What a great reassurance it is to see you in the Chair, Ms Dorries. I will be very brief. I welcome the contributions of my hon. and learned Friend the Member for Holborn and St Pancras and the Minister for Security. As Committee members know, I have been banging on about this issue—

Photo of Chris Matheson Chris Matheson Llafur, City of Chester

—rather tediously. The Minister says, “Yes,” but I have to point out that he said it before I said “rather tediously”. I welcome the Minister’s assurance as I have been concerned about communications service provider security since Second Reading. Will the Government consider providing security advice and testing for the smaller communications service providers, in addition to the financial contribution that they are making?

Photo of John Hayes John Hayes Minister of State (Home Office) (Security)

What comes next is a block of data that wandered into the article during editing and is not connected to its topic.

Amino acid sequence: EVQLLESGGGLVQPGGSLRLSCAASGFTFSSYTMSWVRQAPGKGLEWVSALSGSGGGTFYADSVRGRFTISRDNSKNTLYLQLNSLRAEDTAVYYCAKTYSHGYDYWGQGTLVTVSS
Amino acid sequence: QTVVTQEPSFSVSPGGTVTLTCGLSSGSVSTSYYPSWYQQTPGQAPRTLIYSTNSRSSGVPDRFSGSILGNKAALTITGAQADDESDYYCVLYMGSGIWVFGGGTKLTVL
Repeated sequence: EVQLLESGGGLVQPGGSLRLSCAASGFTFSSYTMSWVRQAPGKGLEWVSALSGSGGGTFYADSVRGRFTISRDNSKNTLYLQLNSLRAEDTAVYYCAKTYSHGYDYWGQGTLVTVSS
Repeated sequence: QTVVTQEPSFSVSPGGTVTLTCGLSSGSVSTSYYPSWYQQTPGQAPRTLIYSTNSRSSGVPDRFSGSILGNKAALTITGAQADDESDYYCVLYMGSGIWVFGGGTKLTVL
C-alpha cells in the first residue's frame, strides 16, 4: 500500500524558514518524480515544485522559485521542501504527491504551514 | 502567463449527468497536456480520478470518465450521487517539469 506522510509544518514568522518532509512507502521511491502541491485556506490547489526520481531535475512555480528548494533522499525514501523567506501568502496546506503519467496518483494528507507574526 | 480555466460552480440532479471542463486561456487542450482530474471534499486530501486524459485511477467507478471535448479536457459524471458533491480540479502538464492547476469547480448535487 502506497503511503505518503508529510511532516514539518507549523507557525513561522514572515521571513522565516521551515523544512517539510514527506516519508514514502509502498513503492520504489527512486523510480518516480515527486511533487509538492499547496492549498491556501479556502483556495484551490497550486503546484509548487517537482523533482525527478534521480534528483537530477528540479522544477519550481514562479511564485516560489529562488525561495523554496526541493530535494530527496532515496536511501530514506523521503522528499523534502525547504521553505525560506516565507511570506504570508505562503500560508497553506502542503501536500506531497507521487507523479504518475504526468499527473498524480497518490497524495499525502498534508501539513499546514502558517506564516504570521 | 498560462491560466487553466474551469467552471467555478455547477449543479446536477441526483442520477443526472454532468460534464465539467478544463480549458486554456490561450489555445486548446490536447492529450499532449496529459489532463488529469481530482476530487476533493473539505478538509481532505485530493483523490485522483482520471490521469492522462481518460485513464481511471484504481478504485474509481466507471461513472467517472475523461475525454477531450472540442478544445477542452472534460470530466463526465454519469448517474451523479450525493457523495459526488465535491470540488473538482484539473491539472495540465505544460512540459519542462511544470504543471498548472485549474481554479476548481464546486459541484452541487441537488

I will make only two points in reply to the hon. Gentleman. First, when he describes it as “banging on”, he understates his contribution. I see it more as informed, eloquent and sensible inquiry. Secondly, he is absolutely right that the small providers need to be fully involved at all stages. It may be fair to say that the bigger providers have the mechanisms to implement the requirements for data retention more straightforwardly, so we need to ensure that that does not mean that small providers are in any way disadvantaged. I acknowledge that point, and he is right to make it elegantly. He should never apologise—at least to me—for banging on about anything.

Photo of Keir Starmer Keir Starmer Shadow Minister (Home Office)

I am grateful to the Minister for setting out that assurance for the record. That will reassure those who are concerned about this issue. In those circumstances, I beg to ask leave to withdraw the amendment.

Amendment, by leave, withdrawn.

Clause 213 ordered to stand part of the Bill.

Clauses 214 and 215 ordered to stand part of the Bill.

Clause 216